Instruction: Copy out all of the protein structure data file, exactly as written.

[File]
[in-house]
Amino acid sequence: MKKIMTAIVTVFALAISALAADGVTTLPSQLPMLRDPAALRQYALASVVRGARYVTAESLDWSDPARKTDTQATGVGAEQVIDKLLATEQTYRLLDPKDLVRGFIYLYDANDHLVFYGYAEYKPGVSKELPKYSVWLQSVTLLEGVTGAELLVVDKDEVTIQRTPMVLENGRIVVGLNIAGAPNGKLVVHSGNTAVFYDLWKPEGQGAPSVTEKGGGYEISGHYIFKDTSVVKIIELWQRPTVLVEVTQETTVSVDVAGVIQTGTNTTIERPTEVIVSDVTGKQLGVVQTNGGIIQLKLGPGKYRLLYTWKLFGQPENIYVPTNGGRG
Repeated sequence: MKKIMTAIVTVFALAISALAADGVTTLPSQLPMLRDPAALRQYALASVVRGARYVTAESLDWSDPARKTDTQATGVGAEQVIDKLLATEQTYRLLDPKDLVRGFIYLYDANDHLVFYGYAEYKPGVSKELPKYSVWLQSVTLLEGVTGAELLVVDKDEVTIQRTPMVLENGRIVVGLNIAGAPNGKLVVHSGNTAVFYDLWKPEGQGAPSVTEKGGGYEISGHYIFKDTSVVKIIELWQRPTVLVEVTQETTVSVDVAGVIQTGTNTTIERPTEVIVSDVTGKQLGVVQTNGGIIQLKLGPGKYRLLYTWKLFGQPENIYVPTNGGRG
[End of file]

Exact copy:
[in-house]
Amino acid sequence: MKKIMTAIVTVFALAISALAADGVTTLPSQLPMLRDPAALRQYALASVVRGARYVTAESLDWSDPARKTDTQATGVGAEQVIDKLLATEQTYRLLDPKDLVRGFIYLYDANDHLVFYGYAEYKPGVSKELPKYSVWLQSVTLLEGVTGAELLVVDKDEVTIQRTPMVLENGRIVVGLNIAGAPNGKLVVHSGNTAVFYDLWKPEGQGAPSVTEKGGGYEISGHYIFKDTSVVKIIELWQRPTVLVEVTQETTVSVDVAGVIQTGTNTTIERPTEVIVSDVTGKQLGVVQTNGGIIQLKLGPGKYRLLYTWKLFGQPENIYVPTNGGRG
Repeated sequence: MKKIMTAIVTVFALAISALAADGVTTLPSQLPMLRDPAALRQYALASVVRGARYVTAESLDWSDPARKTDTQATGVGAEQVIDKLLATEQTYRLLDPKDLVRGFIYLYDANDHLVFYGYAEYKPGVSKELPKYSVWLQSVTLLEGVTGAELLVVDKDEVTIQRTPMVLENGRIVVGLNIAGAPNGKLVVHSGNTAVFYDLWKPEGQGAPSVTEKGGGYEISGHYIFKDTSVVKIIELWQRPTVLVEVTQETTVSVDVAGVIQTGTNTTIERPTEVIVSDVTGKQLGVVQTNGGIIQLKLGPGKYRLLYTWKLFGQPENIYVPTNGGRG